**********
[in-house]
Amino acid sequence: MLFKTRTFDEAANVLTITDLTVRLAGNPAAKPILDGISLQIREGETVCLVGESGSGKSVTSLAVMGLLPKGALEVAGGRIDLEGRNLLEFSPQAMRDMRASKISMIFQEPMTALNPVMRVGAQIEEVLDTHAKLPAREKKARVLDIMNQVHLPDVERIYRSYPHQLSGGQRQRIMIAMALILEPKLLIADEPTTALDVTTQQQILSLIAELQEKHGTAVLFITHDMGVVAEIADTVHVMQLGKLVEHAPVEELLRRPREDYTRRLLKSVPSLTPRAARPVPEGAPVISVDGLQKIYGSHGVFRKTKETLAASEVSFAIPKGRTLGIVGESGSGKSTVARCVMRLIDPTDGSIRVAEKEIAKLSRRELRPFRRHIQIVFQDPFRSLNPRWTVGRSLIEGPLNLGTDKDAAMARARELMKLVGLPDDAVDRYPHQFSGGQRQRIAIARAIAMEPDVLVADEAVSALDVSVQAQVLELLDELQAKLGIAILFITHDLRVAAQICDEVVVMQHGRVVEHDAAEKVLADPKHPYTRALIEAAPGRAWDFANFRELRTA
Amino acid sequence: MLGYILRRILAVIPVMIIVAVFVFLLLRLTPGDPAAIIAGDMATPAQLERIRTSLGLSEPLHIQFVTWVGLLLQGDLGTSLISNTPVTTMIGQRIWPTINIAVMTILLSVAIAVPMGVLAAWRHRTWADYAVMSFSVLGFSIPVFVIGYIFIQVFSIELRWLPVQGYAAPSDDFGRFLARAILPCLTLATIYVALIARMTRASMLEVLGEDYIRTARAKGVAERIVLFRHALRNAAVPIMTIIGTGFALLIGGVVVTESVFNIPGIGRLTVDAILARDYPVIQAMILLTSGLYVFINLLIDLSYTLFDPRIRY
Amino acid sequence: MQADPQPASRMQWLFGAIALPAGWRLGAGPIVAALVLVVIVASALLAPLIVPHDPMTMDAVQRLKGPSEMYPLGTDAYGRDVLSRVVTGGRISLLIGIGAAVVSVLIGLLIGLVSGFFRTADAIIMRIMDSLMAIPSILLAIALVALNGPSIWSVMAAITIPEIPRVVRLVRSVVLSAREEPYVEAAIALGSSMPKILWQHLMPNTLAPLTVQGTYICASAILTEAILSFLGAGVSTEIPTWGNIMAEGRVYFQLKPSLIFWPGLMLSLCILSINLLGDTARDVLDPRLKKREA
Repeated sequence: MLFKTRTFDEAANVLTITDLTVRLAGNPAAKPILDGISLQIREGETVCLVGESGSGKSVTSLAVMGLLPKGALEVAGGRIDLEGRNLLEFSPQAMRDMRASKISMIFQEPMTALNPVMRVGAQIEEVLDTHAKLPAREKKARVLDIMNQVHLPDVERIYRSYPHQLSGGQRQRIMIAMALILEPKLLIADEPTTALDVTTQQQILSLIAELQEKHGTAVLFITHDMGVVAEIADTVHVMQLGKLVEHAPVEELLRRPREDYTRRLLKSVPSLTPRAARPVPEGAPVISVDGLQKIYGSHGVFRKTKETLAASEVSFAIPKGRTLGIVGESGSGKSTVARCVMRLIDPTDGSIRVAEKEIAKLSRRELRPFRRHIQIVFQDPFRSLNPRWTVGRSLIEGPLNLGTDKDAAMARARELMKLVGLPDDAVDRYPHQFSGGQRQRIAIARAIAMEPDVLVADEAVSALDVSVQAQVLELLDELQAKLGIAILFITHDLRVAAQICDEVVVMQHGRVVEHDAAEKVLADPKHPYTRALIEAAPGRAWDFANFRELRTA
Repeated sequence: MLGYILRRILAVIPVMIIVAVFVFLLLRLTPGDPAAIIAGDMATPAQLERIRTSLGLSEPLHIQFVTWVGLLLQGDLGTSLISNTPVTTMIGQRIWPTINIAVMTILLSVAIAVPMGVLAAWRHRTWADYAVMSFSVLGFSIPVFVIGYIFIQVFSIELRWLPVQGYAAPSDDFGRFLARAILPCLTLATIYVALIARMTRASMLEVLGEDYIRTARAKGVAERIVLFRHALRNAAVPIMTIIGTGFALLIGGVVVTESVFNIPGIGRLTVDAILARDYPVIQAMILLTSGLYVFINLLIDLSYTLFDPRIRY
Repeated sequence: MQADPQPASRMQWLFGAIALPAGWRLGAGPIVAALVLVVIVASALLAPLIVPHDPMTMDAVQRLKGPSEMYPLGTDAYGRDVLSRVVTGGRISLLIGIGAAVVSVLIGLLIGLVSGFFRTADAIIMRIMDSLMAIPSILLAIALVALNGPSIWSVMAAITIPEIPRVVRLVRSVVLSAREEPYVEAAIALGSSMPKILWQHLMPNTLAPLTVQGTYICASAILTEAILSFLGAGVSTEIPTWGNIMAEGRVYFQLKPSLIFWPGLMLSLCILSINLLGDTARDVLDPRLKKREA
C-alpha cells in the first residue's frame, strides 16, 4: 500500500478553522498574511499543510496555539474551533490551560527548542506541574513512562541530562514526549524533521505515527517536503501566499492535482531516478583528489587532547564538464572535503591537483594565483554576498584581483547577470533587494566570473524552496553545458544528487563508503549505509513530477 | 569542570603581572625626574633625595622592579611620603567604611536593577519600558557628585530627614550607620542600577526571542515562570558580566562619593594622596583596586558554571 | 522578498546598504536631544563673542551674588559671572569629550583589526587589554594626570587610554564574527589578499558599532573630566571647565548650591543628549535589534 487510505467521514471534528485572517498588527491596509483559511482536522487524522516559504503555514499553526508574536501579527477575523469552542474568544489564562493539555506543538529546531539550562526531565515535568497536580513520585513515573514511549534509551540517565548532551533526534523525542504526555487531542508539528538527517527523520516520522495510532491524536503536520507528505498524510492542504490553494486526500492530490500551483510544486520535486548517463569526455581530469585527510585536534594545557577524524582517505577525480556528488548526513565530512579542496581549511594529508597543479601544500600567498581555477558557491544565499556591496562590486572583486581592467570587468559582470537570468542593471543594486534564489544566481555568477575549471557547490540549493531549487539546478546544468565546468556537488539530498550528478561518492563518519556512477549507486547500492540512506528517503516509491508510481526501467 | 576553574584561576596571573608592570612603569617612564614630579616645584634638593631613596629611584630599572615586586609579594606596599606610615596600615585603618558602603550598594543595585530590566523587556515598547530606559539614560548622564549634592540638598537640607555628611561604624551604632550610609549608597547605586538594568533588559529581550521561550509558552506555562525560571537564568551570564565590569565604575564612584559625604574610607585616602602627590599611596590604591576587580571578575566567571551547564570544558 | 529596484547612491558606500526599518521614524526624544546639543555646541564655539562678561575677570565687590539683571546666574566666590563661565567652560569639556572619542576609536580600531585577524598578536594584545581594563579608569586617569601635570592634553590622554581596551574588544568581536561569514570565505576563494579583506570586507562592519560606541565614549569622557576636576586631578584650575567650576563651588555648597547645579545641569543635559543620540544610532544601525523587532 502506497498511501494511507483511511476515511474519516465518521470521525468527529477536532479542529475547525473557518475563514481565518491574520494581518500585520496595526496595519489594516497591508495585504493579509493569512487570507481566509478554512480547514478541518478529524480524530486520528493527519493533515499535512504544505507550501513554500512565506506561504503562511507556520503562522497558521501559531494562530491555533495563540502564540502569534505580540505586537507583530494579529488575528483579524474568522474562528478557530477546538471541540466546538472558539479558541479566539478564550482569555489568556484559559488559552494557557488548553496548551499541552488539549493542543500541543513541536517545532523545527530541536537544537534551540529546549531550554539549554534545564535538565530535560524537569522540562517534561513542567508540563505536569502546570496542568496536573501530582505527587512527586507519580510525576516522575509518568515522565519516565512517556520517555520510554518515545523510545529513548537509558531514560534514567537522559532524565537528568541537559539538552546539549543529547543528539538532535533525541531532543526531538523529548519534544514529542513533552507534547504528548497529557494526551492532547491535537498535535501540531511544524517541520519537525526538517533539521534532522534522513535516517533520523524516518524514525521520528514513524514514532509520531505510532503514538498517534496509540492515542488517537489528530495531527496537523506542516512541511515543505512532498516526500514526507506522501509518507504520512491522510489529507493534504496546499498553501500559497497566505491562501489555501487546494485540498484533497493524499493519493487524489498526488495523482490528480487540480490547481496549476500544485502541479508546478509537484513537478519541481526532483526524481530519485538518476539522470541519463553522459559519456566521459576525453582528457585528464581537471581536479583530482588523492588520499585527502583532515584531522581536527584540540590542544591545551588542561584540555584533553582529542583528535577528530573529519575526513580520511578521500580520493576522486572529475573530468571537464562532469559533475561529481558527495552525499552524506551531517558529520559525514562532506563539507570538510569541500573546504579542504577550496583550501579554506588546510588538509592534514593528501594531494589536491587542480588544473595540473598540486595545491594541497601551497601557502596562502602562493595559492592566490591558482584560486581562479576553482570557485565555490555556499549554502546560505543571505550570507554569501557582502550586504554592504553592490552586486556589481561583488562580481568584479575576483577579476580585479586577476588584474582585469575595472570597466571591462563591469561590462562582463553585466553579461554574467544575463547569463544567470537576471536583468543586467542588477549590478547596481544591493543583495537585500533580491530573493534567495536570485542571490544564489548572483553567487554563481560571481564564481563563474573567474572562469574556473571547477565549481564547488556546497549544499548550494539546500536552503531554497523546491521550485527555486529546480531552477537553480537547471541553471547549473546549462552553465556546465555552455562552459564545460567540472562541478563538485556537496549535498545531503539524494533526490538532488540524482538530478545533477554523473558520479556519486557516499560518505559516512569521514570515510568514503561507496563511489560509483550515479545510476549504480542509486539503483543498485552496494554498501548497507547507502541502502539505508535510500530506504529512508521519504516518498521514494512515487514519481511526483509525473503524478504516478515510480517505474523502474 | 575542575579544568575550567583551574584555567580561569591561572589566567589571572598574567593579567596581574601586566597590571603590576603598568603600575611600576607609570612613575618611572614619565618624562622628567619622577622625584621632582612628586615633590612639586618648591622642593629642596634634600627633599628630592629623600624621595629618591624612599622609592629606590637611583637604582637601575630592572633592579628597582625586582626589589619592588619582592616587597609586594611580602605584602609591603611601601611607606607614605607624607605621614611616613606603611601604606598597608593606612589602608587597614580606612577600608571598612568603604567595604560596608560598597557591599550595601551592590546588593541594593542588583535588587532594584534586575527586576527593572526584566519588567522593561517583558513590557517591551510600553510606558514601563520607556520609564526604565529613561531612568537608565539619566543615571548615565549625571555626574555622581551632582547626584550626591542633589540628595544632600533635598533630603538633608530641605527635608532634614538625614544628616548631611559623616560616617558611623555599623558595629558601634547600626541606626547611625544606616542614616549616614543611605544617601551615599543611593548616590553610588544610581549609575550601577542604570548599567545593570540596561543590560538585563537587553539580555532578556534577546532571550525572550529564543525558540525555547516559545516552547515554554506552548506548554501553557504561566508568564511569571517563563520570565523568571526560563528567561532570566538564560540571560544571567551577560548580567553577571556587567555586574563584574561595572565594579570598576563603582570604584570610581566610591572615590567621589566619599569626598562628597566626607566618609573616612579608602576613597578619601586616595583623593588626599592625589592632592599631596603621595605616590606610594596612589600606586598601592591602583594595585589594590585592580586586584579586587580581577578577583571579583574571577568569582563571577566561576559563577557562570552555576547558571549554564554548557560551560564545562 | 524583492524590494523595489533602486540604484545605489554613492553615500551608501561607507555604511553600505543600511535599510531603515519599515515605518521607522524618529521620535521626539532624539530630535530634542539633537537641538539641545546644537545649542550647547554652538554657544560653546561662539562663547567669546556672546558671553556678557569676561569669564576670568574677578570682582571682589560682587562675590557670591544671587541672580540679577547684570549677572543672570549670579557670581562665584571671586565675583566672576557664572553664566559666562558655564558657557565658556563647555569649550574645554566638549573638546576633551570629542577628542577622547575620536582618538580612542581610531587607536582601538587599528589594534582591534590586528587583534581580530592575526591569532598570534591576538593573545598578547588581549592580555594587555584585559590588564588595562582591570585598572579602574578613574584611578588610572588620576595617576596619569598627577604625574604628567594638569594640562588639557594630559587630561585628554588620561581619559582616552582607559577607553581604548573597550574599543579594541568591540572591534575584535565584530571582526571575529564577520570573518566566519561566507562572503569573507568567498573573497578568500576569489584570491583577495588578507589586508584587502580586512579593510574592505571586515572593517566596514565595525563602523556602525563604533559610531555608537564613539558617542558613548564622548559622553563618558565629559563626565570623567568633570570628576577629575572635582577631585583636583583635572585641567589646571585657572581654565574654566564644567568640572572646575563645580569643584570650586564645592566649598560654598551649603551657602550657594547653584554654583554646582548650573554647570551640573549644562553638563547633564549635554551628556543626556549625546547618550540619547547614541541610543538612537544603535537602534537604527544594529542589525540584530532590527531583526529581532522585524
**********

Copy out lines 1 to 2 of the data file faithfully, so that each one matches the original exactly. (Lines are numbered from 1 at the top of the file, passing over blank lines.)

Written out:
[in-house]
Amino acid sequence: MLFKTRTFDEAANVLTITDLTVRLAGNPAAKPILDGISLQIREGETVCLVGESGSGKSVTSLAVMGLLPKGALEVAGGRIDLEGRNLLEFSPQAMRDMRASKISMIFQEPMTALNPVMRVGAQIEEVLDTHAKLPAREKKARVLDIMNQVHLPDVERIYRSYPHQLSGGQRQRIMIAMALILEPKLLIADEPTTALDVTTQQQILSLIAELQEKHGTAVLFITHDMGVVAEIADTVHVMQLGKLVEHAPVEELLRRPREDYTRRLLKSVPSLTPRAARPVPEGAPVISVDGLQKIYGSHGVFRKTKETLAASEVSFAIPKGRTLGIVGESGSGKSTVARCVMRLIDPTDGSIRVAEKEIAKLSRRELRPFRRHIQIVFQDPFRSLNPRWTVGRSLIEGPLNLGTDKDAAMARARELMKLVGLPDDAVDRYPHQFSGGQRQRIAIARAIAMEPDVLVADEAVSALDVSVQAQVLELLDELQAKLGIAILFITHDLRVAAQICDEVVVMQHGRVVEHDAAEKVLADPKHPYTRALIEAAPGRAWDFANFRELRTA